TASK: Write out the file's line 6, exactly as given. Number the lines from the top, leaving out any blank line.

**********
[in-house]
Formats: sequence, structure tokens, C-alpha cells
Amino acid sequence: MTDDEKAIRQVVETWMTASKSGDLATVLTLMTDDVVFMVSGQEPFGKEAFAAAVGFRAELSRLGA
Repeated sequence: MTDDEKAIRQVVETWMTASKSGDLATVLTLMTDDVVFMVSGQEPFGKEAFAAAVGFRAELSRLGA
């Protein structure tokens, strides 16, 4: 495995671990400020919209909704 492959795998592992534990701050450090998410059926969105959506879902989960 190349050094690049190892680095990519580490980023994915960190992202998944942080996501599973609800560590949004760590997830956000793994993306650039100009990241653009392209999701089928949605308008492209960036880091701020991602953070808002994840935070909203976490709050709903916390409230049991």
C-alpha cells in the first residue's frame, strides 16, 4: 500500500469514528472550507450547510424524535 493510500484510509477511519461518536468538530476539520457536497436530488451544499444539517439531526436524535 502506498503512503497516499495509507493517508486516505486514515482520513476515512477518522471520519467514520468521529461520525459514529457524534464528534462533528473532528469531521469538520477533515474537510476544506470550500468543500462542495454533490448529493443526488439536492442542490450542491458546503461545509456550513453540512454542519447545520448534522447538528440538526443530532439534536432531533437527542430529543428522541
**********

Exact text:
C-alpha cells in the first residue's frame, strides 16, 4: 500500500469514528472550507450547510424524535 493510500484510509477511519461518536468538530476539520457536497436530488451544499444539517439531526436524535 502506498503512503497516499495509507493517508486516505486514515482520513476515512477518522471520519467514520468521529461520525459514529457524534464528534462533528473532528469531521469538520477533515474537510476544506470550500468543500462542495454533490448529493443526488439536492442542490450542491458546503461545509456550513453540512454542519447545520448534522447538528440538526443530532439534536432531533437527542430529543428522541